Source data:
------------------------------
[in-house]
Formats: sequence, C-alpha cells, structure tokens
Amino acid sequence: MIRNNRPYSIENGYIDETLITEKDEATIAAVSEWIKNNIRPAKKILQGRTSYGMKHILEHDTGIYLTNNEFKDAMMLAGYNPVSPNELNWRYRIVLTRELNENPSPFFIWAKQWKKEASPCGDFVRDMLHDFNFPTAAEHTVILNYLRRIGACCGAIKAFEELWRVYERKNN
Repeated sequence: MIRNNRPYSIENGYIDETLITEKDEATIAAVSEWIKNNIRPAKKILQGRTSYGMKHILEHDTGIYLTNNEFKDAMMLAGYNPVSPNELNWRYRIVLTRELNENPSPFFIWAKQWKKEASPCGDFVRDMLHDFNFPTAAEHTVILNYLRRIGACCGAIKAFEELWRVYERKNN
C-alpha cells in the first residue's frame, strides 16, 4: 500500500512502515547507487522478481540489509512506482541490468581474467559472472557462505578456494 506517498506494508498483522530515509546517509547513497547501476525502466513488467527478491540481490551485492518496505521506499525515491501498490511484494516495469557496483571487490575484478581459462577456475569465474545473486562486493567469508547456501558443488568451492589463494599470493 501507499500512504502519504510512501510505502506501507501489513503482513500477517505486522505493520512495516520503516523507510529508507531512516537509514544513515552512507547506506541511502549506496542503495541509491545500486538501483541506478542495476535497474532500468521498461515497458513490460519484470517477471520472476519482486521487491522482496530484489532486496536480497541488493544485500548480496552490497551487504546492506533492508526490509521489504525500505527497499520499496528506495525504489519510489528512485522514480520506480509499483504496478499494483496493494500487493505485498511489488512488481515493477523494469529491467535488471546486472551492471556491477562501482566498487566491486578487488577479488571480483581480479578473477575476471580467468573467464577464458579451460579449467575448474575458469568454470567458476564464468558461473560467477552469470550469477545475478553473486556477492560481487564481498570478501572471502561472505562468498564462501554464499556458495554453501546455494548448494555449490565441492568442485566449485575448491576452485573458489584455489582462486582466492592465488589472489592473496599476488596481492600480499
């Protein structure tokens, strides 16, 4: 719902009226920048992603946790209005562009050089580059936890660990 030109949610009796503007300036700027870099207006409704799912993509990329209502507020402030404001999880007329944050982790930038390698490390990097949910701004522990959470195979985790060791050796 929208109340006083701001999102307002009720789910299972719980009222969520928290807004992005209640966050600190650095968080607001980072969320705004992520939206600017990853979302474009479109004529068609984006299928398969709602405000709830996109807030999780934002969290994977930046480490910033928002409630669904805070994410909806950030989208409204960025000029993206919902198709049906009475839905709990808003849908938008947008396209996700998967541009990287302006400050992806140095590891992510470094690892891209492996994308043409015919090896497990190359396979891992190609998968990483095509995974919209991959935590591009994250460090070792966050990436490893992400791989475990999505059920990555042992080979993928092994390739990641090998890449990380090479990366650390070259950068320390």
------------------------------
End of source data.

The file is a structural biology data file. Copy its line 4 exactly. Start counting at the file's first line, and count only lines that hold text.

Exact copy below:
Repeated sequence: MIRNNRPYSIENGYIDETLITEKDEATIAAVSEWIKNNIRPAKKILQGRTSYGMKHILEHDTGIYLTNNEFKDAMMLAGYNPVSPNELNWRYRIVLTRELNENPSPFFIWAKQWKKEASPCGDFVRDMLHDFNFPTAAEHTVILNYLRRIGACCGAIKAFEELWRVYERKNN